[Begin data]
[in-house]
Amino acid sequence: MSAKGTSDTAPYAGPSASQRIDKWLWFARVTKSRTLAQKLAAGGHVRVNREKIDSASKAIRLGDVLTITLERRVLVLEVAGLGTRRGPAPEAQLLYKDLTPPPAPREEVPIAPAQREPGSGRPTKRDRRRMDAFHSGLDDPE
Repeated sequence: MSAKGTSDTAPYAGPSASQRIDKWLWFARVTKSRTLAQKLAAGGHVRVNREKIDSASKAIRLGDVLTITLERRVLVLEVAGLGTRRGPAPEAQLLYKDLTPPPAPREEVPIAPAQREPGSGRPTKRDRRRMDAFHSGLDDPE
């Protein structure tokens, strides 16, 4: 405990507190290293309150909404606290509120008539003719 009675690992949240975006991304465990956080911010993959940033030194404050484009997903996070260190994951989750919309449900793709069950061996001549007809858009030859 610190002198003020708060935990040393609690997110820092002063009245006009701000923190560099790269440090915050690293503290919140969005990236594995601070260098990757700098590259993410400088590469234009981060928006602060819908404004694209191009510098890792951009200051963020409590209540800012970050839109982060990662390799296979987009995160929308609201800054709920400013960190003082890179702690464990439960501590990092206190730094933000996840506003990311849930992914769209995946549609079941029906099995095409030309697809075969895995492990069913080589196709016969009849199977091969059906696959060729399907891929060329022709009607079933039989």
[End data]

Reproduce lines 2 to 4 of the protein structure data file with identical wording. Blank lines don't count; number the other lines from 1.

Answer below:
Amino acid sequence: MSAKGTSDTAPYAGPSASQRIDKWLWFARVTKSRTLAQKLAAGGHVRVNREKIDSASKAIRLGDVLTITLERRVLVLEVAGLGTRRGPAPEAQLLYKDLTPPPAPREEVPIAPAQREPGSGRPTKRDRRRMDAFHSGLDDPE
Repeated sequence: MSAKGTSDTAPYAGPSASQRIDKWLWFARVTKSRTLAQKLAAGGHVRVNREKIDSASKAIRLGDVLTITLERRVLVLEVAGLGTRRGPAPEAQLLYKDLTPPPAPREEVPIAPAQREPGSGRPTKRDRRRMDAFHSGLDDPE
């Protein structure tokens, strides 16, 4: 405990507190290293309150909404606290509120008539003719 009675690992949240975006991304465990956080911010993959940033030194404050484009997903996070260190994951989750919309449900793709069950061996001549007809858009030859 610190002198003020708060935990040393609690997110820092002063009245006009701000923190560099790269440090915050690293503290919140969005990236594995601070260098990757700098590259993410400088590469234009981060928006602060819908404004694209191009510098890792951009200051963020409590209540800012970050839109982060990662390799296979987009995160929308609201800054709920400013960190003082890179702690464990439960501590990092206190730094933000996840506003990311849930992914769209995946549609079941029906099995095409030309697809075969895995492990069913080589196709016969009849199977091969059906696959060729399907891929060329022709009607079933039989």